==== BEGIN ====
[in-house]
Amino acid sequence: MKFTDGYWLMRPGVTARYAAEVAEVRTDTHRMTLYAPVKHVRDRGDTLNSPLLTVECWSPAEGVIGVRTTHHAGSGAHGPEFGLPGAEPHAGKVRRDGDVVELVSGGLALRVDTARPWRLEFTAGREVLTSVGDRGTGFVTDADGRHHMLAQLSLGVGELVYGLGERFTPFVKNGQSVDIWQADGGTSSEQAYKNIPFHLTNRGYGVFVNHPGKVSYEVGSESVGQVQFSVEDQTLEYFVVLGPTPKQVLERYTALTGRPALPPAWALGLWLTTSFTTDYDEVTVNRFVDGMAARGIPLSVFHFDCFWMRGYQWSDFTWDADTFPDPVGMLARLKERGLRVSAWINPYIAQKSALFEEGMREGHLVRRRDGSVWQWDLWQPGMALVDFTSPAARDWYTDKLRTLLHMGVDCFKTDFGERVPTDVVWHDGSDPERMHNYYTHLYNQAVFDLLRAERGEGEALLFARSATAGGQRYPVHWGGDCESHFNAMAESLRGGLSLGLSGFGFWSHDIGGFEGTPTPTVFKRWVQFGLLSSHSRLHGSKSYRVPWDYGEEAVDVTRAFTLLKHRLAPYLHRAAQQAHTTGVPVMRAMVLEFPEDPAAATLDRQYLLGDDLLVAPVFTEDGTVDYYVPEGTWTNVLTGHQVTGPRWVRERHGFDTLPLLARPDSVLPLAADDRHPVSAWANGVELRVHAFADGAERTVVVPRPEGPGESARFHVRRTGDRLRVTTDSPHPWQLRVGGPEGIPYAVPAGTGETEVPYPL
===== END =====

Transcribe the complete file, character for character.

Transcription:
[in-house]
Amino acid sequence: MKFTDGYWLMRPGVTARYAAEVAEVRTDTHRMTLYAPVKHVRDRGDTLNSPLLTVECWSPAEGVIGVRTTHHAGSGAHGPEFGLPGAEPHAGKVRRDGDVVELVSGGLALRVDTARPWRLEFTAGREVLTSVGDRGTGFVTDADGRHHMLAQLSLGVGELVYGLGERFTPFVKNGQSVDIWQADGGTSSEQAYKNIPFHLTNRGYGVFVNHPGKVSYEVGSESVGQVQFSVEDQTLEYFVVLGPTPKQVLERYTALTGRPALPPAWALGLWLTTSFTTDYDEVTVNRFVDGMAARGIPLSVFHFDCFWMRGYQWSDFTWDADTFPDPVGMLARLKERGLRVSAWINPYIAQKSALFEEGMREGHLVRRRDGSVWQWDLWQPGMALVDFTSPAARDWYTDKLRTLLHMGVDCFKTDFGERVPTDVVWHDGSDPERMHNYYTHLYNQAVFDLLRAERGEGEALLFARSATAGGQRYPVHWGGDCESHFNAMAESLRGGLSLGLSGFGFWSHDIGGFEGTPTPTVFKRWVQFGLLSSHSRLHGSKSYRVPWDYGEEAVDVTRAFTLLKHRLAPYLHRAAQQAHTTGVPVMRAMVLEFPEDPAAATLDRQYLLGDDLLVAPVFTEDGTVDYYVPEGTWTNVLTGHQVTGPRWVRERHGFDTLPLLARPDSVLPLAADDRHPVSAWANGVELRVHAFADGAERTVVVPRPEGPGESARFHVRRTGDRLRVTTDSPHPWQLRVGGPEGIPYAVPAGTGETEVPYPL